10,000–20,000 refugees, including approx. 5,000 Jews. Many of them in transit.
Republic; economic frailty, high unemployment. October 1938: Sudetenland invaded by the Wehrmacht. March 1939: Remaining Czech territories occupied by Germany ("Protectorate of Bohemia and Moravia"); Slovakia formally an independent state under German influence.
Conditions of entry:
Visa exemption; tolerant asylum policy. From October 1934 ban on the expulsion of victims of political and "racial" persecution; residence permits also issued to illegal immigrants; provisional passports issued. Only freelance work was allowed.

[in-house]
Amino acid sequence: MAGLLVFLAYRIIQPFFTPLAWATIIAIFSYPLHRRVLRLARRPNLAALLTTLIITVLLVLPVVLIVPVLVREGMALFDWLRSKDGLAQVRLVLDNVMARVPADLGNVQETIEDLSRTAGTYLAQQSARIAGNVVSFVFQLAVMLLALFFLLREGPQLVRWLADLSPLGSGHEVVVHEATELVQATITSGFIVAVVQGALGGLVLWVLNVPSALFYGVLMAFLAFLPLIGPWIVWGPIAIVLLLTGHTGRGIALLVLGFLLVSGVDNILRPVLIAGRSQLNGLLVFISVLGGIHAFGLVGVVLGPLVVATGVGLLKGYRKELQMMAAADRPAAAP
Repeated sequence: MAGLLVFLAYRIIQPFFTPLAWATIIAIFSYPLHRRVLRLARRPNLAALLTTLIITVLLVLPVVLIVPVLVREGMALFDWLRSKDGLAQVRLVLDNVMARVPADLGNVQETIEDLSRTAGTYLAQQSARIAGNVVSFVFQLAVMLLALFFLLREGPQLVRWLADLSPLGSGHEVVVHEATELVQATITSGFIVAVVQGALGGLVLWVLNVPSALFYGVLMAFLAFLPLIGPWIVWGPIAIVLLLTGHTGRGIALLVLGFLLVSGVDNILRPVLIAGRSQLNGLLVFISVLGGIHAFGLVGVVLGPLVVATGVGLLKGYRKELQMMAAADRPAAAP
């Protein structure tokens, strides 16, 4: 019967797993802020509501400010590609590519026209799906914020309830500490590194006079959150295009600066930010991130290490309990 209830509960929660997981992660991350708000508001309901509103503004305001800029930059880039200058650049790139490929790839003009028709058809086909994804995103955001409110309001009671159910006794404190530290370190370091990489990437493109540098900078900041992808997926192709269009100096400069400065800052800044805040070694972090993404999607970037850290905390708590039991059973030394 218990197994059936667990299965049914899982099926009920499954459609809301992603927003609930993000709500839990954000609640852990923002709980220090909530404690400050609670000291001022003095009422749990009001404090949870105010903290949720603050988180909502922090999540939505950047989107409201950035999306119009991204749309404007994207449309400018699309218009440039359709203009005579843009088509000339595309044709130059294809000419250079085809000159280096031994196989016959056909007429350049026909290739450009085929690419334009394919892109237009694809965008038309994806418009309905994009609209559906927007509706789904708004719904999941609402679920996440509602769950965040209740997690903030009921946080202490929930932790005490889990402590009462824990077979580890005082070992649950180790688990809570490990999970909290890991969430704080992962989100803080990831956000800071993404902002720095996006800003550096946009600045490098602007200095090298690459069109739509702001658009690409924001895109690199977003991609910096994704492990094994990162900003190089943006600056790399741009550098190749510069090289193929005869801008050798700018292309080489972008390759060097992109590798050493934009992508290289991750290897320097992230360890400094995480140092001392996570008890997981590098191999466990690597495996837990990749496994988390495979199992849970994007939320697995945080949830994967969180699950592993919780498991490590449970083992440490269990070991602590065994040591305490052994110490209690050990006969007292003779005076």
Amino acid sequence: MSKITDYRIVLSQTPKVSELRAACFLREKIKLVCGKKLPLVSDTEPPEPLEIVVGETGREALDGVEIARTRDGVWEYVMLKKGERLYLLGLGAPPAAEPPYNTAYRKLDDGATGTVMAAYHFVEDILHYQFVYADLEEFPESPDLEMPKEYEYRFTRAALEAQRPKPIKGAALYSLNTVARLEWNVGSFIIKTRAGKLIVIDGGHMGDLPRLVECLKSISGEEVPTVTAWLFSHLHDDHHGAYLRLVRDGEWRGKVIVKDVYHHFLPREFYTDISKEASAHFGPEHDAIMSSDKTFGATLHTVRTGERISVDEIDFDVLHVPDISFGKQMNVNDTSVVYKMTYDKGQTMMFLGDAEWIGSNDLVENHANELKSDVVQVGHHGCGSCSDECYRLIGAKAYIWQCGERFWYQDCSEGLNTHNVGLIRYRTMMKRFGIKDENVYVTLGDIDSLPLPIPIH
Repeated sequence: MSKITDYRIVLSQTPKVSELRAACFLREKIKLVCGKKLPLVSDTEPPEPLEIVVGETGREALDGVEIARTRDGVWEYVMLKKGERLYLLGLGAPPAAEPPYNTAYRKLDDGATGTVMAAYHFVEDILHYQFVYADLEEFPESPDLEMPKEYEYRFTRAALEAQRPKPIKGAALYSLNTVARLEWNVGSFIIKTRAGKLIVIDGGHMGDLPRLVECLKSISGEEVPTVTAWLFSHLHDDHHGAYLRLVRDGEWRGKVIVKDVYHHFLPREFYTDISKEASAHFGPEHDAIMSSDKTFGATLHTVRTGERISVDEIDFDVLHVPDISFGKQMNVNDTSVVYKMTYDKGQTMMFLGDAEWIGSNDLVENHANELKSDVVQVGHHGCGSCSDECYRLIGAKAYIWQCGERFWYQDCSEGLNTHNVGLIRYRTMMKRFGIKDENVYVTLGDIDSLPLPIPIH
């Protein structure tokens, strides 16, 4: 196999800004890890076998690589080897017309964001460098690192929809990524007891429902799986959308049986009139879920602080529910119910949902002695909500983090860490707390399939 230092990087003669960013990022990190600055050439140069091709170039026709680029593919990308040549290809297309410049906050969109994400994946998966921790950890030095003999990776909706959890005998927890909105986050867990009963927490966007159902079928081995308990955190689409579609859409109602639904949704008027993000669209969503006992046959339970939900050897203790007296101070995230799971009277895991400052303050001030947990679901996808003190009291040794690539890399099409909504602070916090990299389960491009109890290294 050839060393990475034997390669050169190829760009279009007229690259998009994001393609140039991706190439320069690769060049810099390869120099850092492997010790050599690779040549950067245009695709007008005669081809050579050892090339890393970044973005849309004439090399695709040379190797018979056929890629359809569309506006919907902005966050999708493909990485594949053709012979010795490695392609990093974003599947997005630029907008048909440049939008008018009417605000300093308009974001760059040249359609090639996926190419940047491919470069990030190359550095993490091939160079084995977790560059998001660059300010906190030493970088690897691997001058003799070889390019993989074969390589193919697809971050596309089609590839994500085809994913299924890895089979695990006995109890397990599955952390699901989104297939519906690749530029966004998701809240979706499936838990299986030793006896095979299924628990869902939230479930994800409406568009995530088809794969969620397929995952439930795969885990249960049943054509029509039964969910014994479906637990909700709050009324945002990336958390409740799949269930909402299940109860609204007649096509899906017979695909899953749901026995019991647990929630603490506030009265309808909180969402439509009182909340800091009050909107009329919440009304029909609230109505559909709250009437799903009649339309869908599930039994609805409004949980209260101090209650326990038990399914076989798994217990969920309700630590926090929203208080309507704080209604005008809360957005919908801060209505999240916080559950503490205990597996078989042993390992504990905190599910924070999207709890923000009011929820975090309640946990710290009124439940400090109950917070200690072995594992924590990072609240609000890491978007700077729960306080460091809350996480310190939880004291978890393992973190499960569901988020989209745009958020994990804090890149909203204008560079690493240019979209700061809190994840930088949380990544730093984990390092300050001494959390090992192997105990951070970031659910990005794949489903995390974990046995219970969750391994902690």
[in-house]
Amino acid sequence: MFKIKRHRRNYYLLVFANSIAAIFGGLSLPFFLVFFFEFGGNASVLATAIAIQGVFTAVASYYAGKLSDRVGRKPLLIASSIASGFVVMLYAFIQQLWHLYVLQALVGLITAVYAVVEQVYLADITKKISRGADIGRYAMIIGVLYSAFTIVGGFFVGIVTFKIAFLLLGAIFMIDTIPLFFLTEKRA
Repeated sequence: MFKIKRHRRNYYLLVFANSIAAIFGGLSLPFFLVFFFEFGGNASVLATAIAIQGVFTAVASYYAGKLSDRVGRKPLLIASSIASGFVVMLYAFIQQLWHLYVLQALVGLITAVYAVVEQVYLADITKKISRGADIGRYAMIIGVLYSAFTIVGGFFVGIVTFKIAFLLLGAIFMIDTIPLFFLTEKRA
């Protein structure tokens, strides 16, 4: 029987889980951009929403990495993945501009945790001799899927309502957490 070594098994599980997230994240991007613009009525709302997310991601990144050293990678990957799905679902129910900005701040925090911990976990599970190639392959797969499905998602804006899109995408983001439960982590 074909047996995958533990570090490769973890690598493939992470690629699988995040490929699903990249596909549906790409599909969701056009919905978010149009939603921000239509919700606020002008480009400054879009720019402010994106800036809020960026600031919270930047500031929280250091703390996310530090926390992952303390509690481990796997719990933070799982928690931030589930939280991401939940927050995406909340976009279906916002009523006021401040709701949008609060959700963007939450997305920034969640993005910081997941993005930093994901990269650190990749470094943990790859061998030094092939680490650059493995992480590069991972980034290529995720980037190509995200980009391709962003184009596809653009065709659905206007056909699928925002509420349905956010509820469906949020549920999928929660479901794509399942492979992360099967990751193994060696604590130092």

From 1933, many victims of persecution sought refuge in Czechoslovakia. Aid organisations supported the refugees financially, part of the money also came from the state. Furthermore, in Prague, with its German character, the exiles found a familiar environment which benefitted the creative artists in particular. In addition, supporters of Communism and Social Democracy gathered in the country and tried to exert influence from there, including over Germany. Nevertheless, for many, Czechoslovakia remained only a point of transit, as the threat from Nazi Germany was steadily growing. After the German occupation, the remaining refugees fled to Poland before continuing to Scandinavia or other countries.